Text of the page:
Better efficiency leads to lower costs
July 10, 2007
Analyzing your warehouse layout might reveal severe inefficiencies. Do you have the most frequently picked items scattered around, or are they located near the packing station? Organizing the warehouse so that the most frequently picked items are close to the packing station and the least frequently picked items farther away can cut the transit time significantly.
Photo courtesy of Combilift USA, Greensboro, N.C.
Many large warehouses for pipe and long metal products are more than 300,000 square feet, with 2,000 to 3,000 product numbers, or stock-keeping units (SKUs), and more than five miles of shelving and thousands of bin locations. This represents a daunting task for personnel involved with putting materials into storage locations and for those engaged in picking material for shipments.
The method for analyzing warehouse operations for efficiency improvements, however, applies to large and small warehouses alike.
A recent study shows that, even if they are equipped with rather sophisticated data storage systems, many warehouses have layouts that are inefficient. A quick method to determine the potential for improving productivity is to develop a scatter chart of the bin locations for the top 100 SKUs in the warehouse.
The products with the highest pick frequency represent the best sample for the scatter chart. Figure 1is a simple example of a scatter chart. Only the eight most frequently picked items are included in the illustration.
As shown, the products with the highest demand frequency are not all located near the front of the warehouse. This means that the pickers have to travel farther to pick the parts with the highest pull frequency.
The most frequently picked item, when mapped through the picking process, is shown to require a travel distance of 1,950 feet—more than a third of a mile.
A warehouse diagram shows the locations of the most frequently picked items. Creating this type of diagram is the first step in analyzing your storage layout and developing a strategy to make it more efficient. Moving the item with the highest pick frequency to the first row of storage shelves reduces the time to pick it by 85 percent.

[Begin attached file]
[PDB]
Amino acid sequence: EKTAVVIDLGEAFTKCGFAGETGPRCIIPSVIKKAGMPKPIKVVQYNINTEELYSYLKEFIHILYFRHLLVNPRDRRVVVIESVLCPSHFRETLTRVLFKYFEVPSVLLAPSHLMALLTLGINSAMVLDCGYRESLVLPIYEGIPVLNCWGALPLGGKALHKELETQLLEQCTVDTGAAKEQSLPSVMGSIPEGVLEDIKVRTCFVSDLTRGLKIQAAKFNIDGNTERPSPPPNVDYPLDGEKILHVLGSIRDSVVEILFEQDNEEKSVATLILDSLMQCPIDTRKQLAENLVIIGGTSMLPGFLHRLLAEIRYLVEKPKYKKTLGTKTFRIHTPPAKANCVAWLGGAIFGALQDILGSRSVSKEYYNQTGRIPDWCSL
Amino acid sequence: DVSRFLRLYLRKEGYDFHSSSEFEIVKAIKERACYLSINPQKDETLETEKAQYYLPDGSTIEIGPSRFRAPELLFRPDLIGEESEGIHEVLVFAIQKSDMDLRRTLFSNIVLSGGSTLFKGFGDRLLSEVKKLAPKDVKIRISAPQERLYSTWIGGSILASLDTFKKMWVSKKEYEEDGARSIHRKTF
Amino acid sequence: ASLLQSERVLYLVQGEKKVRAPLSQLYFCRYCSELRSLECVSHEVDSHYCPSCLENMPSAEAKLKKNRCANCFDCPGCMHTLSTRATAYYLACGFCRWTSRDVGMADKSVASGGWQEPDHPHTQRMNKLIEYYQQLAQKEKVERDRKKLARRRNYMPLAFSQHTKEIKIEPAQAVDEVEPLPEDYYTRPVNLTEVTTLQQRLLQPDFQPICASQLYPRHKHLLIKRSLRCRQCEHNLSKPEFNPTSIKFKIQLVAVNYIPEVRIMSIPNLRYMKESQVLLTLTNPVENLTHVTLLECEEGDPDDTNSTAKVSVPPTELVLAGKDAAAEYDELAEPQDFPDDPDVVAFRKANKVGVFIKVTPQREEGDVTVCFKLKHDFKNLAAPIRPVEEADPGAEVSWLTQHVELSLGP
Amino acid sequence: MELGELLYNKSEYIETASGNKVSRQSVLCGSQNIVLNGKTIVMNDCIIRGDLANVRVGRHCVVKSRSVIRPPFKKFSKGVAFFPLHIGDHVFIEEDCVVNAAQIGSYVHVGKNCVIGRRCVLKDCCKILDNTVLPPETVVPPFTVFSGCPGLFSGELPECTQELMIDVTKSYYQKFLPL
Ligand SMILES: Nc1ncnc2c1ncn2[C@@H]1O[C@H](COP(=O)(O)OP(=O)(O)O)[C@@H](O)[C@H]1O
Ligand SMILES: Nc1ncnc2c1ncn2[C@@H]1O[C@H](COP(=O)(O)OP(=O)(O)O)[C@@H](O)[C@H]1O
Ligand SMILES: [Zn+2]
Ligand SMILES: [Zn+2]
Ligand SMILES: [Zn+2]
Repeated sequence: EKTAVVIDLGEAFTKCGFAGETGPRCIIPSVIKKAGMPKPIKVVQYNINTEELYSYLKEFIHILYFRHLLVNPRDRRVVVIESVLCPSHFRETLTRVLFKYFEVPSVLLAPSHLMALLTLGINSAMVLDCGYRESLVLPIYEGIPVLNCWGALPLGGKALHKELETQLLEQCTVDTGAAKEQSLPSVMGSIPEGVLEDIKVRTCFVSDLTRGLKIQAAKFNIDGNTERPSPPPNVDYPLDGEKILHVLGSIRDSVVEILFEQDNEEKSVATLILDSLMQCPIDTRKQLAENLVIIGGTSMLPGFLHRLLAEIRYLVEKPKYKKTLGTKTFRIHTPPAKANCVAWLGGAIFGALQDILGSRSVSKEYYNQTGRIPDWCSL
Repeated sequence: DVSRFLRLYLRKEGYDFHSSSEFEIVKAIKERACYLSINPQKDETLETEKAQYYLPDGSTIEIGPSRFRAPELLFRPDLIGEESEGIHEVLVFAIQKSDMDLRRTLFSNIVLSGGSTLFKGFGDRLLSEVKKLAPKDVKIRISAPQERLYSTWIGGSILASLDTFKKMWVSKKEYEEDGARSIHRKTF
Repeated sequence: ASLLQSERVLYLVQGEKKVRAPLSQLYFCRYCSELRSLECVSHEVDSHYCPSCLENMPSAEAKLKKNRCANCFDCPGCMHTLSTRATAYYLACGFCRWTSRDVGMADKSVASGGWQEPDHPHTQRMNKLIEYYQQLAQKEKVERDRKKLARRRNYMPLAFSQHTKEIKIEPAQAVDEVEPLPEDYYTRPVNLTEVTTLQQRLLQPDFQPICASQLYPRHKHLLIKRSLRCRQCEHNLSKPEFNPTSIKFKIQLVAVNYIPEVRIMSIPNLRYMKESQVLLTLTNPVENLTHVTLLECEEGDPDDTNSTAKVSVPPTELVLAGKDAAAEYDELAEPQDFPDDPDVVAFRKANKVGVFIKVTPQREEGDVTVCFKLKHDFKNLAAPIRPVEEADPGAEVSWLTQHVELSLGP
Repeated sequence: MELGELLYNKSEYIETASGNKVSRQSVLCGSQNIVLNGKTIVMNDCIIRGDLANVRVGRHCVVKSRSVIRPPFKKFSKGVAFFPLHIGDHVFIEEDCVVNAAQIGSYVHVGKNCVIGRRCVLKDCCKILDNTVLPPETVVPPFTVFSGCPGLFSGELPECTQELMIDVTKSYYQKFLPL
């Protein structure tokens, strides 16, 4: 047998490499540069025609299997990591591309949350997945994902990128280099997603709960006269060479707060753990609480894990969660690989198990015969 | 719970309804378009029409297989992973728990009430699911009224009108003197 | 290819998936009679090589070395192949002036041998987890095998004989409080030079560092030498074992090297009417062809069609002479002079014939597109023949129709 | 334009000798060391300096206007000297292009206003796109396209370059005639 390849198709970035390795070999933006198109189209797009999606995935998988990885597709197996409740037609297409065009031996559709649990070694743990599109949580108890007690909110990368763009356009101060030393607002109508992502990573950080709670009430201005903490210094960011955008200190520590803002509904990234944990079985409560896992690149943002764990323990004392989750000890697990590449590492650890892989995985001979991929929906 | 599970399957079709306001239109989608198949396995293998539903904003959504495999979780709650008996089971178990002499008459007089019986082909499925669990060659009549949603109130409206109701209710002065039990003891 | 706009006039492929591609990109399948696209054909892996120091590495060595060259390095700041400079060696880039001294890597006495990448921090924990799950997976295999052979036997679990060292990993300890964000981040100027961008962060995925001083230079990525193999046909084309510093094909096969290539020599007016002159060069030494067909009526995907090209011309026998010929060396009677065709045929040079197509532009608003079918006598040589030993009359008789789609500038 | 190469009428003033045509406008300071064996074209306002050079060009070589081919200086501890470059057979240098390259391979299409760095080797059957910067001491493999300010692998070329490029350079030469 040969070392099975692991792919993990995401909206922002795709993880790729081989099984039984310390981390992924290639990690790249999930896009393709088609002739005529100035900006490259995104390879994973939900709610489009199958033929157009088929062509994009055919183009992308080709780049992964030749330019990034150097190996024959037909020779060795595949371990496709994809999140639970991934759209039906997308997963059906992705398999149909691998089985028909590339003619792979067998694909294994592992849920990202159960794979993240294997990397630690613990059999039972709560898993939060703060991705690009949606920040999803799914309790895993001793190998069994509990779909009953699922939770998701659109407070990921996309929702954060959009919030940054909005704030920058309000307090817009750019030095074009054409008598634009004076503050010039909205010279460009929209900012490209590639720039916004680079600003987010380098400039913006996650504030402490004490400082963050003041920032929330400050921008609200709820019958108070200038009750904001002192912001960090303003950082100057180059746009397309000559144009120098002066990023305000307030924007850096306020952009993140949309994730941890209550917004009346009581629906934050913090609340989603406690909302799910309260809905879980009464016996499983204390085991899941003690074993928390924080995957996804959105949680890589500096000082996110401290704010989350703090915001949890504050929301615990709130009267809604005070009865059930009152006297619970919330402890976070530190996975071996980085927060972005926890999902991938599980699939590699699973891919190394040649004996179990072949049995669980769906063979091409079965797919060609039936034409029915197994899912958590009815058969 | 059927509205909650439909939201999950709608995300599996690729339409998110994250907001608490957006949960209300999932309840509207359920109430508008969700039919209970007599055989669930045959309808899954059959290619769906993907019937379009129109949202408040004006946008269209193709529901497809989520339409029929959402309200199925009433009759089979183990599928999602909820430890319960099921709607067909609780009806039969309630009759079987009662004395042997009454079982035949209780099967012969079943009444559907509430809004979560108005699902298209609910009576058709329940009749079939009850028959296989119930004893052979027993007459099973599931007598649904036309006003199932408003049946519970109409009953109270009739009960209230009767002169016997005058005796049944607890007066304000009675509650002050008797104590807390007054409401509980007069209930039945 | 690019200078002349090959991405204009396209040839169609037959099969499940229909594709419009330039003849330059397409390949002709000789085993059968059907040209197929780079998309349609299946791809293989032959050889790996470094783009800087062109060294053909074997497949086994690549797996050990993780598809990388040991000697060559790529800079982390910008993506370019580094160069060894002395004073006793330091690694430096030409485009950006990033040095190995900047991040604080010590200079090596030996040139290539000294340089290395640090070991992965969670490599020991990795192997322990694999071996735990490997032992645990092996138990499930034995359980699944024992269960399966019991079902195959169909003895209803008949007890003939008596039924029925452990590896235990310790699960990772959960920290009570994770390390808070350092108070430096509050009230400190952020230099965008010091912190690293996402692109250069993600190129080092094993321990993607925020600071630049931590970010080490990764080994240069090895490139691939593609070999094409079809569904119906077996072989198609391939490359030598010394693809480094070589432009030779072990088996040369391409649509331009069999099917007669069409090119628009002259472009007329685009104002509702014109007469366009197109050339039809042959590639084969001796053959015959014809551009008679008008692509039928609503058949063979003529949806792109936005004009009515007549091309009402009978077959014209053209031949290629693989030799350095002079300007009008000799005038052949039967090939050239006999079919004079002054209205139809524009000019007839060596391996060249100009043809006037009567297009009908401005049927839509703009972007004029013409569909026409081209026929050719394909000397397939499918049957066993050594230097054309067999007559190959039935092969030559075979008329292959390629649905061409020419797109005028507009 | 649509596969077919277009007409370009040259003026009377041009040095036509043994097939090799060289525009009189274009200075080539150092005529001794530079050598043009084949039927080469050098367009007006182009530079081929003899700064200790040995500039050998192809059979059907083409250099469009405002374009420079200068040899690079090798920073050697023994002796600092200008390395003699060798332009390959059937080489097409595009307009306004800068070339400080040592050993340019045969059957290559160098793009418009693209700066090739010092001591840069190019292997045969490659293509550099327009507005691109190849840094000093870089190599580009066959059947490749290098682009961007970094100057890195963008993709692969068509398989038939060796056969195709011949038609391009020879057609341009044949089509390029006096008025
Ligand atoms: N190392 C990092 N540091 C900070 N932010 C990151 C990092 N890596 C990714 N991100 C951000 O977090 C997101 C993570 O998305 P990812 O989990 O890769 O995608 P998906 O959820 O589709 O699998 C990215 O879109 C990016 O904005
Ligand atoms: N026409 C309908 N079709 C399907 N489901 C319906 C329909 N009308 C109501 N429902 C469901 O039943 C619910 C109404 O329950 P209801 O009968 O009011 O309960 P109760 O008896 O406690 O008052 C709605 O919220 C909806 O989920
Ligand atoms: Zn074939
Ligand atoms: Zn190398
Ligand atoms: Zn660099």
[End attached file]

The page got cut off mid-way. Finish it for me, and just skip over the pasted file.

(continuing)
Locating the item with the highest pick frequency closer to the packing station reduces the travel distance to 300 feet, which is an 85 percent reduction in the travel distance and translates into an approximately 85 percent reduction in pick time.
Many warehouse operations maintain an open inventory placement policy for restocking. In other words, each SKU does not have a specific warehouse location; when stock is replenished, the new stock goes into any empty location.
The justification for this is to eliminate reserving open space for each SKU, space that might not be fully used, especially as inventory reaches reorder point levels. Another justification is that it is easier to segregate different material lots to prevent intermingling.
Both of these justifications might be based on faulty premises. A recent case study has shown that warehouses typically have sufficient shelf space available to store incoming materials. Reorder points drive incoming materials in most cases, so that material can be placed in designated inventory locations, as space should be available at the discrete location for a specified SKU. The second situation implies that there is a lack of discipline to maintain segregation of different lots at a discrete location.
Open inventory placement also causes the personnel involved with the picking process to go to several different locations if the first location does not have sufficient inventory to fill the pick order. This practice increases the length of stock replenishment runs, particularly for the items with the highest pick frequency, because they are purchased more frequently, exacerbating the inefficiencies of the stock replenishment process.